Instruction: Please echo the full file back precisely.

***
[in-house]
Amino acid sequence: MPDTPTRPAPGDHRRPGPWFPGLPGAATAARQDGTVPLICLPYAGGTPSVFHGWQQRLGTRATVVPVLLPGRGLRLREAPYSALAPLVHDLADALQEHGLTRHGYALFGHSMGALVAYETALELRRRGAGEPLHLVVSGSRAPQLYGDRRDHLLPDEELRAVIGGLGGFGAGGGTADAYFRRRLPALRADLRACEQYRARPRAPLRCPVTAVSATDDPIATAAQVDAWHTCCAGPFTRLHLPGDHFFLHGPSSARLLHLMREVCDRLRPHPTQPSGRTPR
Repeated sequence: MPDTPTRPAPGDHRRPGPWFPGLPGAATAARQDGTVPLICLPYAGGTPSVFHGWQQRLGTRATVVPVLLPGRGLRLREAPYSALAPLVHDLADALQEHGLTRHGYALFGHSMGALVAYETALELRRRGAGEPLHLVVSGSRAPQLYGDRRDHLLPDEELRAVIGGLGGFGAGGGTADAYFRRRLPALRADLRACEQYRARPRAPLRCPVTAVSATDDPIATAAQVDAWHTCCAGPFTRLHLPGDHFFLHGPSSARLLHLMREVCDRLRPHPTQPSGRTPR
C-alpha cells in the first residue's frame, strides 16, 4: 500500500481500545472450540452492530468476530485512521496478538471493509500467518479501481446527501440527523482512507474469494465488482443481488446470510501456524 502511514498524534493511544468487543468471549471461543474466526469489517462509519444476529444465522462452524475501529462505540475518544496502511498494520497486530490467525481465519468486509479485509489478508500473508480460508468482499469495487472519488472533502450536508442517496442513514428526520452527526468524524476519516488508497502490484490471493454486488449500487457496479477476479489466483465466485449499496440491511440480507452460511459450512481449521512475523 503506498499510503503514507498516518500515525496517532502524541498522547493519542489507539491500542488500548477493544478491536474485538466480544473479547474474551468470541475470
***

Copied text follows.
[in-house]
Amino acid sequence: MPDTPTRPAPGDHRRPGPWFPGLPGAATAARQDGTVPLICLPYAGGTPSVFHGWQQRLGTRATVVPVLLPGRGLRLREAPYSALAPLVHDLADALQEHGLTRHGYALFGHSMGALVAYETALELRRRGAGEPLHLVVSGSRAPQLYGDRRDHLLPDEELRAVIGGLGGFGAGGGTADAYFRRRLPALRADLRACEQYRARPRAPLRCPVTAVSATDDPIATAAQVDAWHTCCAGPFTRLHLPGDHFFLHGPSSARLLHLMREVCDRLRPHPTQPSGRTPR
Repeated sequence: MPDTPTRPAPGDHRRPGPWFPGLPGAATAARQDGTVPLICLPYAGGTPSVFHGWQQRLGTRATVVPVLLPGRGLRLREAPYSALAPLVHDLADALQEHGLTRHGYALFGHSMGALVAYETALELRRRGAGEPLHLVVSGSRAPQLYGDRRDHLLPDEELRAVIGGLGGFGAGGGTADAYFRRRLPALRADLRACEQYRARPRAPLRCPVTAVSATDDPIATAAQVDAWHTCCAGPFTRLHLPGDHFFLHGPSSARLLHLMREVCDRLRPHPTQPSGRTPR
C-alpha cells in the first residue's frame, strides 16, 4: 500500500481500545472450540452492530468476530485512521496478538471493509500467518479501481446527501440527523482512507474469494465488482443481488446470510501456524 502511514498524534493511544468487543468471549471461543474466526469489517462509519444476529444465522462452524475501529462505540475518544496502511498494520497486530490467525481465519468486509479485509489478508500473508480460508468482499469495487472519488472533502450536508442517496442513514428526520452527526468524524476519516488508497502490484490471493454486488449500487457496479477476479489466483465466485449499496440491511440480507452460511459450512481449521512475523 503506498499510503503514507498516518500515525496517532502524541498522547493519542489507539491500542488500548477493544478491536474485538466480544473479547474474551468470541475470